Are the two brothers, Fritz and Manfred, based on real people?

Yes and no. I know that sounds disingenuous, but the circumstances are altered. They are both based on an amalgam or real people. As an oncologist, I live with Manfred's story every day, so I am perhaps closest to him, even though he is a bit evil and imperfect. His motives are like many people facing such an event in their lives – they want to protect their family. Manfred can't be judged too harshly, given the circumstances of his childhood. Fritz, on the other hand, is a man who has looked across the sights of a rifle at another man and circumstances have demanded that he pull the trigger. That is something I can relate to as well. He understands both the detachment that that takes and the toll it takes on a man's soul.

Can you tell us about the role of the international diamond trade in The Hard Times?

It is the framework for the story. The Kimberly Process – the name comes from the city in South Africa where the diamond producing states came together in 2000 to try and regulate the trade in "conflict diamonds" sometimes called "blood diamonds" for the blood that is spilled in their wake as a financier of conflicts and regional wars. It was soon adopted by the General Council of the United Nations and resulted in the Kimberly Process Certification Scheme. In many ways, its intent has been subverted by the country of Zimbabwe, under Robert Mugabe, and in that country, nationalization of diamond mining has resulted in "artisanal miners" unprotected and exploited, digging diamonds for little or nothing. The destabilization of the Zimbabwean currency, created a state where the diamonds had to be sold for a worthless currency, so many of them flooded into the black market. This story is a fictional supposition of what would happen if...

What do you want readers to learn from your protagonist, Dr. Ray Moffett?

That sometimes we are most blind to that which is most important to us. In Ray's case, it is his wife. In many ways, Ray is an idiot, just like a lot of men, ego and temptation and just plain stupidity conspire to ruin our lives. This story is designed to help see what is important and what's crap.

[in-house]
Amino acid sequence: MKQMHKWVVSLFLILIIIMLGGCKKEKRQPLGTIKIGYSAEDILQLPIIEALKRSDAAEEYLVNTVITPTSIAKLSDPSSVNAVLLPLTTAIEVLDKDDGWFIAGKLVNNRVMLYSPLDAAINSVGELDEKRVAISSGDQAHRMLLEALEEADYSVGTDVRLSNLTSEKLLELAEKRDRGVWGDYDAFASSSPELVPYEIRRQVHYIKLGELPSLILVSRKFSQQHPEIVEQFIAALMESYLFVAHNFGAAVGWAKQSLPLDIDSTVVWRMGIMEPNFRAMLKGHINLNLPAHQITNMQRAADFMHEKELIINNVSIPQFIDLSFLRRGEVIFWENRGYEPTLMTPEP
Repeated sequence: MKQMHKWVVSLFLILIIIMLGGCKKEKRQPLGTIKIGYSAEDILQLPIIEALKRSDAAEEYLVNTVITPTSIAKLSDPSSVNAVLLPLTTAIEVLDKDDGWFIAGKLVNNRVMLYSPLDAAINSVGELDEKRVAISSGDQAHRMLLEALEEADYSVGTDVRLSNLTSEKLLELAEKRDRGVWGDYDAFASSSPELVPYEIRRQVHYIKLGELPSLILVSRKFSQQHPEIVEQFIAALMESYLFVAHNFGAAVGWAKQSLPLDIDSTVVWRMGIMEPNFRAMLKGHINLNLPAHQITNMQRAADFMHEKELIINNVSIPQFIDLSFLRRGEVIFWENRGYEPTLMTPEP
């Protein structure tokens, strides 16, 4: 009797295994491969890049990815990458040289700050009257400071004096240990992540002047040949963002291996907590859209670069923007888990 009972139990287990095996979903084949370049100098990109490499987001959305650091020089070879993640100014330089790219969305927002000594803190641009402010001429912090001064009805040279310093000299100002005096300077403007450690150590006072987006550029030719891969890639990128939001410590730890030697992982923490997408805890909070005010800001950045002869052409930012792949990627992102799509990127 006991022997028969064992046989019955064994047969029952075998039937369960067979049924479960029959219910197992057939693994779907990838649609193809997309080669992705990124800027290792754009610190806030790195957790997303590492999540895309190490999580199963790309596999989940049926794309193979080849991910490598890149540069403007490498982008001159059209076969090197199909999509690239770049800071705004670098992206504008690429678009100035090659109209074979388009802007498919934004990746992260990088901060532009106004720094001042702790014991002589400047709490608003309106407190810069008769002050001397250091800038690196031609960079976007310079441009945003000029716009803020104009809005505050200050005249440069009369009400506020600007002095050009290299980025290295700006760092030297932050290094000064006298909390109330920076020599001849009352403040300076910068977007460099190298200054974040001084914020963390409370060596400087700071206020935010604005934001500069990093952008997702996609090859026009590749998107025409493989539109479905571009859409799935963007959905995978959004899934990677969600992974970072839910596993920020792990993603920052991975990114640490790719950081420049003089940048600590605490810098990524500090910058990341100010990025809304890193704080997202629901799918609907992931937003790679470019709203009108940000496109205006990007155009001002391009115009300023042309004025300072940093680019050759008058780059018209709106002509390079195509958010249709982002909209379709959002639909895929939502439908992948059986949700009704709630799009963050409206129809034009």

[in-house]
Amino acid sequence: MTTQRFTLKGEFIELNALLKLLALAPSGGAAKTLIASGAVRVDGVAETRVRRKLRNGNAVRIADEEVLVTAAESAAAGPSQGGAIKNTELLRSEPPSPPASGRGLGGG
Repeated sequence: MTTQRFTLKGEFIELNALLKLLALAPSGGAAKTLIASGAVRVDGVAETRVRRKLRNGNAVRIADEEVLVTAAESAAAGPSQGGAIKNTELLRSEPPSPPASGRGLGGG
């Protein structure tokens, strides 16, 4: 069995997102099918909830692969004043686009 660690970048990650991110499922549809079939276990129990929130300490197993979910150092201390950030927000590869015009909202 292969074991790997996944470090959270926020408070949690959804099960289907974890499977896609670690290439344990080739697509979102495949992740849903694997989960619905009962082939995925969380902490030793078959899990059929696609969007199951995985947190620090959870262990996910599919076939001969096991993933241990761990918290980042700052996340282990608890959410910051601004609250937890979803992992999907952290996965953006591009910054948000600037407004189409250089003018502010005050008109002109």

What did you find challenging about writing The Hard Times?

Publishing it, it was very easy to write, it flowed out. Sometimes it felt like I couldn't catch my breath I was writing so fast. But, when it was finished, and I read it, it was somehow too personal to share. But with some help from my friends, it is here now, and I hope it's worth the reading. We have become too conditioned to heroes and villains, black and white, good and evil, but life is rarely that simple, so I leave you to draw your own conclusions. 


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Wednesday, September 16, 2015

Blog Tour: Resist by Tracy Lawson

Resist by Tracy Lawson is book two of a trilogy set that follows the first book, CounteractEven though I read Resist before reading Counteract,  I was still able to follow the plot of the text.  At the very beginning of Resist, the reader jumps right in to Tommy and Careen's current situation, which is being on the run from the Office of Civilian Safety and Defense.

Playing on the emotions of readers, who are familiar with terrorist attacks, Lawson draws the reader into the trickery of the Office of Civilian Safety and Defense and the falsehood surrounding the anecdote.  Furthermore, the text follows the Resistance movement to overthrow a very powerful government.

Lawson paints a powerful picture of what could possibly happen when citizens trust the government to help deal with terrorism.  Citizens have relinquish their abilities to think for themselves, to act for themselves, and the general liberties and freedoms that are normally afforded to citizens.

From the very beginning this book is hard to put down. I must say that I thoroughly enjoyed reading Resist and being drawn into a plot that could possibly become a reality for country's that can be overtaken by powerful governments.

Author's Questions and Answers

1. Can you give us a brief summary of Resist?
QUICK SUMMARY OF COUNTERACT:
The Resistance Series takes place in a near-future version of the United States. The powerful Office of Civilian Safety and Defense has enacted a long list of Civilian Restrictions designed to keep the people safe from frequent terrorist attacks, but it hasn’t worked: as the story opens, the threat of a chemical weapons attack is literally hanging over everyone’s heads.
Careen takes the OCSD’s offered antidote, but the side effects cause her to hallucinate. Her erratic behavior attracts the attention of a young law enforcement officer, who mistakenly pegs her as a dissident. Careen doesn’t realize the antidote is causing her confusion…until she runs out on the day of the anticipated attack.
Tommy, recuperating from injuries sustained in a recent auto accident, is unaware that there’s a link between that accident, which killed his parents, and the chemical weapons attack that threatens him now. When he discovers that working out before he takes his dose of the antidote helps him feel more like himself, he defies the rules to regain his strength and his sanity. On the day of the attack, he meets Careen, who just might be the girl of his dreams, and tries to save her by sharing his last dose of the antidote, even though doing so could potentially hasten his own death.